South Africa to become leading offshoring destination, says Gartner

International research house Gartner has revealed that South Africa is on track to become one of the world’s top offshoring destinations.

September 27, 2012

International research house Gartner has revealed that South Africa is on track to become one of the world’s top offshoring destinations.

Speaking at the recent Gartner Symposium in Cape Town, analyst Partha Iyengar says that offshoring is likely to create 40 000 jobs in South Africa by 2014, with 120 000 staff in the domestic insourced sector. He added that offshore contact centre jobs are expected to grow from 8 000 in 2010 to 30 000 in 2015.

Iyengar pointed out that SA needs to work out how to leverage its relationship with BRICS countries by selling technology to these markets as well as recruiting their expertise.

Bruce von Maltitz, director of 1Stream, a provider of hosted call centre technology, agrees with the findings. “Offshoring does not have the same negative connotations as it did a decade ago and it is becoming common practice for large multi-national organisations. Several countries are keen to take advantage of South Africa’s cheap labour costs and the large number of skilled, English-speaking professionals. There is no reason why we can’t become known as a prime offshoring destination.”

Von Maltitz says that South Africa has a quality telecommunications infrastructure, particularly with the increase in international bandwidth, and highly-skilled, experienced suppliers. “Although India has long been synonymous with offshore call centres, they are receiving stiff competition. Cost has become somewhat of a deterrent – renting Mumbai commercial space is nearly double that of downtown New York – which has caused several companies to relocate to countries such as the Philippines, China and of course, South Africa.”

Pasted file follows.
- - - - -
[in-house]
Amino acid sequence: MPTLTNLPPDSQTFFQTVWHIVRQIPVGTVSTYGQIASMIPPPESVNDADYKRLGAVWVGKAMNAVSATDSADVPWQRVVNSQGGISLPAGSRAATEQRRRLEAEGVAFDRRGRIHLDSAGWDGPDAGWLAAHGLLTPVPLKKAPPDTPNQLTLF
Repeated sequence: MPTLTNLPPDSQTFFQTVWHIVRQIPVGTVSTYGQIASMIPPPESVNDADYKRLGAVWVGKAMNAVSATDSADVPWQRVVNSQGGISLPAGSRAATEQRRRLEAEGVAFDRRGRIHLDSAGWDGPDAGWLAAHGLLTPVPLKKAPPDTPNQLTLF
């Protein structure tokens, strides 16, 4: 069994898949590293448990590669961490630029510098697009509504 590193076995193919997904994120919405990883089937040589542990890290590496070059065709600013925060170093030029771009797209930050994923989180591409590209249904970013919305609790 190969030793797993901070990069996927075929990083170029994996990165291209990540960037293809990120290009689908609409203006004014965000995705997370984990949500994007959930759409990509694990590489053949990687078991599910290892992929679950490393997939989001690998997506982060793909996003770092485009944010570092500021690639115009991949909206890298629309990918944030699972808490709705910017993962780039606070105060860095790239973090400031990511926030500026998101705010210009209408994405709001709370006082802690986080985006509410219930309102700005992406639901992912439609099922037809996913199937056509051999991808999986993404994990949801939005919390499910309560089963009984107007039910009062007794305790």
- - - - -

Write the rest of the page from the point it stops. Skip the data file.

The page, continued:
Although Iyengar warned that there is still of a dearth of IT skills in the country, Von Maltitz believes that this is easily overcome by using hosted technology. “All an agent needs to access the system is a PC and a headset,” von Maltitz says. “By moving the call centre into the cloud, there is no need for an in-house IT department or even IT assets – in short, creating a solution that enables companies to deploy what they need when they need it. After all, the more premise-based a company’s IT is, the more difficult it becomes to adapt, manage, expand and relocate.”

The hosted platform has already drawn multinationals like Amazon and wonga.com to the country. “We have skilled hosted providers that can provide the consultative backup needed and we are making strides in terms of connectivity,” von Maltitz concludes. “We are more than capable of accommodating businesses wishing to set up their contact centres in South Africa.”